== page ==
In my home folder in Linux I have several config files that have "rc" as a file name extension:

$ ls -a ~/|pcregrep 'rc$'

What does the "rc" in these names mean?

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    Same question asked here: bbs.archlinux.org/viewtopic.php?id=13052
    – Prometheus
    Jun 14, 2012 at 10:00
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    I am more curious about how do programs 'know' which rc files to read from? For example, .vimrc is loaded before Vim starts. .pylintrc is loaded before pylint starts. I assume .bashrc is for the Terminal, but then again .bash_profile does the same. So were these file names pre-defined for each program and some, like the terminal, even recognize multiple configuration files?
    – Sean
    Jul 25, 2016 at 15:24
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    @Sean "So were these file names pre-defined for each program and some, like the terminal, even recognize multiple configuration files?" Yes. Jan 20, 2017 at 5:04

6 Answers 6


It looks like one of the following:

  • run commands
  • resource control
  • run control
  • runtime configuration

Also I've found a citation:

The ‘rc’ suffix goes back to Unix's grandparent, CTSS. It had a command-script feature called "runcom". Early Unixes used ‘rc’ for the name of the operating system's boot script, as a tribute to CTSS runcom.

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    yep there are a lot of different answers. just think of them as resource files and we are good :) I fav Runtime Configuration or resource control.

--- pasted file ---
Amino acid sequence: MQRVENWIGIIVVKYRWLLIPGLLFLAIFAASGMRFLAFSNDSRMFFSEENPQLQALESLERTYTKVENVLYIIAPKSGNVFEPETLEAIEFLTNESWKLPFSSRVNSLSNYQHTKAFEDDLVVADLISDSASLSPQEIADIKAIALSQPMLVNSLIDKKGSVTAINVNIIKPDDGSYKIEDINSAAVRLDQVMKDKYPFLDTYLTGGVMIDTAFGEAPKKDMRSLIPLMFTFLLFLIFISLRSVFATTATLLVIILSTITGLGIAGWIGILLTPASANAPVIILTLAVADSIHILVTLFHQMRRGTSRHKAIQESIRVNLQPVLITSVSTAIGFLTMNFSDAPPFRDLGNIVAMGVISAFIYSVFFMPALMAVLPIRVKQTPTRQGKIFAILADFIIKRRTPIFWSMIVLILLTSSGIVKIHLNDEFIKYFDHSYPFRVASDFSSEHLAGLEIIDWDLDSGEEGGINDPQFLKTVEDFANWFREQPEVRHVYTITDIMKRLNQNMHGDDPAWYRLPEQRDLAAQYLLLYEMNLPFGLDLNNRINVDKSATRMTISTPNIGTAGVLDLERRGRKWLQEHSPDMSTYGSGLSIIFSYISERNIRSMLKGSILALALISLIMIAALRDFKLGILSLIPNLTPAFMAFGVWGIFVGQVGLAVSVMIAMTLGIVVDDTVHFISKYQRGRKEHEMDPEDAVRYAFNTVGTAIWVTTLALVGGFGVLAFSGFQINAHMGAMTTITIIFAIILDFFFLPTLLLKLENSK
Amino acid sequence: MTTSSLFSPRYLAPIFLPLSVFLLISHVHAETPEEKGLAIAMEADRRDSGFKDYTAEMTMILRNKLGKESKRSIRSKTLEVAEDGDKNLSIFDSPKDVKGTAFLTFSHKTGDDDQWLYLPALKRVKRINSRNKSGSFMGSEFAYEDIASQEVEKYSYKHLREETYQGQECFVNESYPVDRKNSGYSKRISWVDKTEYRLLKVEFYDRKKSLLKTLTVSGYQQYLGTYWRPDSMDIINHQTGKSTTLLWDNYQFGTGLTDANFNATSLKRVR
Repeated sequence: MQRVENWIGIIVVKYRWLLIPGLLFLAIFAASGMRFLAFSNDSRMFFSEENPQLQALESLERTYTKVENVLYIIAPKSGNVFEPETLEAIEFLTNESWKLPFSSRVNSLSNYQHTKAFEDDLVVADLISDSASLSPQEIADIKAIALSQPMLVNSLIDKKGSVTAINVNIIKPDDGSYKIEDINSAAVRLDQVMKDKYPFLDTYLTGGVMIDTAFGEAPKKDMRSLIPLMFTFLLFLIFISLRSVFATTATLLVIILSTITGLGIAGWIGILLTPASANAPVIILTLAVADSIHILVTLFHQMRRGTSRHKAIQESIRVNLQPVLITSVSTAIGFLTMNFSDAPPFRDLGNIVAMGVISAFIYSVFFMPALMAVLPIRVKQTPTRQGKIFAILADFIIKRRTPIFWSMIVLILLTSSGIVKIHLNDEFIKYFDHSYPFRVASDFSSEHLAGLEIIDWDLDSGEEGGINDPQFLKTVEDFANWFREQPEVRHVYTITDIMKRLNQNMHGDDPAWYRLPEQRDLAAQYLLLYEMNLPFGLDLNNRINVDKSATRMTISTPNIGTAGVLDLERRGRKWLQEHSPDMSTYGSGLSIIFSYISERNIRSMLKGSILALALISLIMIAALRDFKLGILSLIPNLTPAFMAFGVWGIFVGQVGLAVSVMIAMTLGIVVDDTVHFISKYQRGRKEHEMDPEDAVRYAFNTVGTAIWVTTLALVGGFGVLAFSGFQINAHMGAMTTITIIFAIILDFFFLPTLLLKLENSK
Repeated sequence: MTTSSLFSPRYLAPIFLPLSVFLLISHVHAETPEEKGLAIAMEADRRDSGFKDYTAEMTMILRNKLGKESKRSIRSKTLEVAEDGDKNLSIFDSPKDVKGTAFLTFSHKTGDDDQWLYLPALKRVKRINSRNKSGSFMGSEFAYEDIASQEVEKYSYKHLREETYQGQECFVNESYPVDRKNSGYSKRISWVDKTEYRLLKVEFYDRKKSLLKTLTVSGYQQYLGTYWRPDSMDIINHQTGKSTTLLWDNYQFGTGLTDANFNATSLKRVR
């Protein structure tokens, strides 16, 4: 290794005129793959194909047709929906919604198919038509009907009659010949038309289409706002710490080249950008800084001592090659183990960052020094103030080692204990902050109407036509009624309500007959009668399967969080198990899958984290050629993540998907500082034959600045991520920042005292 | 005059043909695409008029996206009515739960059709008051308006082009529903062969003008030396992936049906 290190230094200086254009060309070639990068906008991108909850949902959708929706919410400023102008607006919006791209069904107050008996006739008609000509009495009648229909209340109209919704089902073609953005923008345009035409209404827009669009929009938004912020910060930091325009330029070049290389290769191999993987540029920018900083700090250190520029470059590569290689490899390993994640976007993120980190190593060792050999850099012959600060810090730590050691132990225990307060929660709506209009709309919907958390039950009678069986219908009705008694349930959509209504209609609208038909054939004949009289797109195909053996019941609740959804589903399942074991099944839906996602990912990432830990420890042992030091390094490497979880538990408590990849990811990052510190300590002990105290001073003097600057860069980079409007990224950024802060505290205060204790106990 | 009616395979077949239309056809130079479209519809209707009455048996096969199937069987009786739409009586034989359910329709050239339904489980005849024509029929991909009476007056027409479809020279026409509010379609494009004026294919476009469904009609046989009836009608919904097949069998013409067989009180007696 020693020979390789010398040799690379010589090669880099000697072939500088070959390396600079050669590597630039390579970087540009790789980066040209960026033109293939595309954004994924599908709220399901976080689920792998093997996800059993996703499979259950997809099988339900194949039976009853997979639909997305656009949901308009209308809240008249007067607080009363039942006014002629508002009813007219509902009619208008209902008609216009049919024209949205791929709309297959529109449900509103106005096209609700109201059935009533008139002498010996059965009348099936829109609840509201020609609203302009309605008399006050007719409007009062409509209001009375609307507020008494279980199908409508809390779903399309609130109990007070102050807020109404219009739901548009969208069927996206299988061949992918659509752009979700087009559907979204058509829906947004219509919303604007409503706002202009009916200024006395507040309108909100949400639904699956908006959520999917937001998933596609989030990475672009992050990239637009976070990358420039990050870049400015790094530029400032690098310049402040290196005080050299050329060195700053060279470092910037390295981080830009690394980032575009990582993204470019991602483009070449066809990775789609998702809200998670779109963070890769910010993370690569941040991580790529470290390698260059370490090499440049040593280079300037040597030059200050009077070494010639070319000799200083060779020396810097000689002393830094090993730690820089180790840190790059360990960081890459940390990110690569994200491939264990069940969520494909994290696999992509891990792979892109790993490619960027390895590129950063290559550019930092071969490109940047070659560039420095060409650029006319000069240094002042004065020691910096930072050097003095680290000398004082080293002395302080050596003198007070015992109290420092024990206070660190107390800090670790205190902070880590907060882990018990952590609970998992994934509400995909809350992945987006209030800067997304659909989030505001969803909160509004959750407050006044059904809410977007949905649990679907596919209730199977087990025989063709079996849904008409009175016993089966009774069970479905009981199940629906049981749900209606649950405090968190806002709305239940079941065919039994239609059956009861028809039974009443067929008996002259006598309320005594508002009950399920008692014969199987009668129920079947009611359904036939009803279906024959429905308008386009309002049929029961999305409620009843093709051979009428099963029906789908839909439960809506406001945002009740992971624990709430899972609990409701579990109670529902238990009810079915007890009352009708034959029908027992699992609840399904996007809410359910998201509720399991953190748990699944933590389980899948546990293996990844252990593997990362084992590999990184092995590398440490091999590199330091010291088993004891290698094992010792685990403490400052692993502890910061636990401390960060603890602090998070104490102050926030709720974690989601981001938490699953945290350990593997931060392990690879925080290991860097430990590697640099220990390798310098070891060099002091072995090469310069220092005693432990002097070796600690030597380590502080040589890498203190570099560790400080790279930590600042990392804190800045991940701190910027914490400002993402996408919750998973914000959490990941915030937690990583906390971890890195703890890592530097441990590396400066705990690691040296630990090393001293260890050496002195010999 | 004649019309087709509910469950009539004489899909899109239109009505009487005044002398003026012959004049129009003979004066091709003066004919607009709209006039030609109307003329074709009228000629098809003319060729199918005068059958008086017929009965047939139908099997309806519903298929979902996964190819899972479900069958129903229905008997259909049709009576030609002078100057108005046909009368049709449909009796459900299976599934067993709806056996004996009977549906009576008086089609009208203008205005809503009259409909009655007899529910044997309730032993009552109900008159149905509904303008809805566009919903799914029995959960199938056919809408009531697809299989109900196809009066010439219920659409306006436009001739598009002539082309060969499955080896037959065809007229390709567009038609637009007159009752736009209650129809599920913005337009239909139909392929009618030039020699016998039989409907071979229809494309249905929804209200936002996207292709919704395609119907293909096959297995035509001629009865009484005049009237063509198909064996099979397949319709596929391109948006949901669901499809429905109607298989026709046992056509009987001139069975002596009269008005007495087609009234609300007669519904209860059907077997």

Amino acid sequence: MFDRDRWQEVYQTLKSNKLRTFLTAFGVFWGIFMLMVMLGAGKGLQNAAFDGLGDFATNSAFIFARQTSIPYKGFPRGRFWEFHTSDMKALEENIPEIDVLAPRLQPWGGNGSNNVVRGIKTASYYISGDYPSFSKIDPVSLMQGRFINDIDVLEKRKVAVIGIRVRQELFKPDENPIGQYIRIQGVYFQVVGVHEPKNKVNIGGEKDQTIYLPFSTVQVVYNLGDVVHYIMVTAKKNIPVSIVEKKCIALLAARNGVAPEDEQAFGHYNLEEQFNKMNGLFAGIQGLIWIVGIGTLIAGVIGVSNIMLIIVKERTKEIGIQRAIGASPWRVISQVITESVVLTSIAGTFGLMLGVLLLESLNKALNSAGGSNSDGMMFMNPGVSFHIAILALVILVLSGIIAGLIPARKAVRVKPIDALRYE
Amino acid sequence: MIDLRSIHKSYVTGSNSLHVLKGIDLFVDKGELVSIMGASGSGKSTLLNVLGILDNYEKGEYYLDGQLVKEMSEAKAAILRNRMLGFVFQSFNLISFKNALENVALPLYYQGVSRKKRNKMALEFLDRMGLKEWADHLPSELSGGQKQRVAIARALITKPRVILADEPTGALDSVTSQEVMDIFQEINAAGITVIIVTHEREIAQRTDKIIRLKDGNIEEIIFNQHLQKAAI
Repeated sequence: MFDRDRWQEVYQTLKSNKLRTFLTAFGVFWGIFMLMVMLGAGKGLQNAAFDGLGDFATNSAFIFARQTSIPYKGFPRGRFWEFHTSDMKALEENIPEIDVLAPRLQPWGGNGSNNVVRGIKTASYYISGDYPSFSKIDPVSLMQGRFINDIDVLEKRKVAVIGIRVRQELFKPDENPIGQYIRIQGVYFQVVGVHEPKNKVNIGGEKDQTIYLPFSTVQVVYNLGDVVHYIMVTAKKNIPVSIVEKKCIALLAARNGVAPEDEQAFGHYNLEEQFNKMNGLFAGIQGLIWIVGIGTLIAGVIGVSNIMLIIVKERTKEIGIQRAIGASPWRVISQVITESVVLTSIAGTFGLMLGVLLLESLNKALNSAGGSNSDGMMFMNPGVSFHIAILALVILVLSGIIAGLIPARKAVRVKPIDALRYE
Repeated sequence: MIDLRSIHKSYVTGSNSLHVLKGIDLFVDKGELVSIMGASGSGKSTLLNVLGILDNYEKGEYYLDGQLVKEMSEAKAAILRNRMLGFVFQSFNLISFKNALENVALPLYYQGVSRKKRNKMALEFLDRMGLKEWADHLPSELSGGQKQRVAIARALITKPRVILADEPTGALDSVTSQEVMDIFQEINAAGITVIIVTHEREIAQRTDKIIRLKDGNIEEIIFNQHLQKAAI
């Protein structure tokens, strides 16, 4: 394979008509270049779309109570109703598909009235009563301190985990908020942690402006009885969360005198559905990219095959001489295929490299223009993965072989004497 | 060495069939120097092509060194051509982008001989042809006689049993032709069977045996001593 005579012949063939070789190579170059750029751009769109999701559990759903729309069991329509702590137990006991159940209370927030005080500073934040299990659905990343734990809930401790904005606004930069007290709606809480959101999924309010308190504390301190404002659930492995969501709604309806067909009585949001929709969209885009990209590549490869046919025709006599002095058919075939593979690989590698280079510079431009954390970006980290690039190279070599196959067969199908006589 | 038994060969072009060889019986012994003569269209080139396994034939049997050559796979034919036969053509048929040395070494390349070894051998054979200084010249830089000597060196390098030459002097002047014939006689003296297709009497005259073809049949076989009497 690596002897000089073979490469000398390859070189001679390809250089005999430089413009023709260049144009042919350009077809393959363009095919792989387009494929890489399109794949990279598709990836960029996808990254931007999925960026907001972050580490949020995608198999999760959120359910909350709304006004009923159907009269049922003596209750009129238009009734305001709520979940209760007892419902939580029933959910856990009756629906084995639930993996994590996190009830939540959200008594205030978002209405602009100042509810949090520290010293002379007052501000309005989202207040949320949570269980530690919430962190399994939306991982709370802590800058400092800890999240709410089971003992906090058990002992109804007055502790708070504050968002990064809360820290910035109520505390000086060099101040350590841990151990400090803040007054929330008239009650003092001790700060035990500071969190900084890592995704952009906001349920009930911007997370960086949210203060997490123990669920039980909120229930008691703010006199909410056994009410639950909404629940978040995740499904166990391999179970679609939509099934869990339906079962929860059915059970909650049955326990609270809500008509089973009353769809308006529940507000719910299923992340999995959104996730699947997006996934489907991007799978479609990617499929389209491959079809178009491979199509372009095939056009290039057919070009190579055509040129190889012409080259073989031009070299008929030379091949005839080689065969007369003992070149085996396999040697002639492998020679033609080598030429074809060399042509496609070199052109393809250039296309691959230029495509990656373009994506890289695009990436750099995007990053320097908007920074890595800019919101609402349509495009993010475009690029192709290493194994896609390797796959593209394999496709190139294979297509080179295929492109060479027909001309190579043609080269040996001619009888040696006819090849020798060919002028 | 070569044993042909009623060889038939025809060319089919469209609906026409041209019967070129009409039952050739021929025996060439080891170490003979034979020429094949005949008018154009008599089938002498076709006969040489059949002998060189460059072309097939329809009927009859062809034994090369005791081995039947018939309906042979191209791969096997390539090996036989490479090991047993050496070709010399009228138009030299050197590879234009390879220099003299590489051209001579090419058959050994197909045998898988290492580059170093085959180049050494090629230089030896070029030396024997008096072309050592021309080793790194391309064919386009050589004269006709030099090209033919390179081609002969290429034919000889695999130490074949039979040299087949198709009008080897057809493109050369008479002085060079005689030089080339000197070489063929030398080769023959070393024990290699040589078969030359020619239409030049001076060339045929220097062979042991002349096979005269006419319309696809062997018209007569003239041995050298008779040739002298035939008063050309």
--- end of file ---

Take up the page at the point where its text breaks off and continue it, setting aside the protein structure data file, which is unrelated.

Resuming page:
– Prometheus
    Jun 14, 2012 at 9:56
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    The "rc" naming convention of "rc files" was inspired by the "runcom" facility mentioned above and does not stand for "resource configuration" or "runtime configuration" as is often wrongly guessed. en.wikipedia.org/wiki/Rc_file
    – Dan K.K.
    Oct 27, 2013 at 14:14
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    Why not reconfiguration? Which would be very accurate, as for customization of the default configuration.
    – user4104817
    Mar 11, 2017 at 9:10
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    here is another citation corroborating the RUNCOM etymology
    – John E
    Mar 11, 2019 at 19:07

Runtime Configuration normally if it's in the config directory. I think of them as resource files. If you see rc in file name this could be version i.e. Release Candidate.

Edit: No, I take it back officially... "run commands"

[Unix: from runcom files on the CTSS system 1962-63, via the startup script /etc/rc]

Script file containing startup instructions for an application program (or an entire operating system), usually a text file containing commands of the sort that might have been invoked manually once the system was running but are to be executed automatically each time the system starts up.

Thus, it would seem that the "rc" part stands for "runcom", which I believe can be expanded to "run commands". In fact, this is exactly what the file contains, commands that bash should run.

Quoted from What does “rc” in .bashrc stand for?

I learnt something new! :)


In the context of Unix-like systems, the term rc stands for the phrase "run commands". It is used for any file that contains startup information for a command. It is believed to have originated somewhere in 1965 from a runcom facility from the MIT Compatible Time-Sharing System (CTSS).

Reference: https://en.wikipedia.org/wiki/Run_commands


In Unix world, RC stands for "Run Control".


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    Yes RC is what it means. Run Control, despite seeing them tacked onto the end of countless different configuration files, the C in RC surprisingly enough does not mean Configuration, at least not in the Manuals/Documentation that I have read.
    – JΛYDΞV
    May 26, 2021 at 3:40

Figure I would add my finding on a previous dive into this subject.

The short, imho: The rc in both bashrc and init rc both stand for runcom, short for run commands.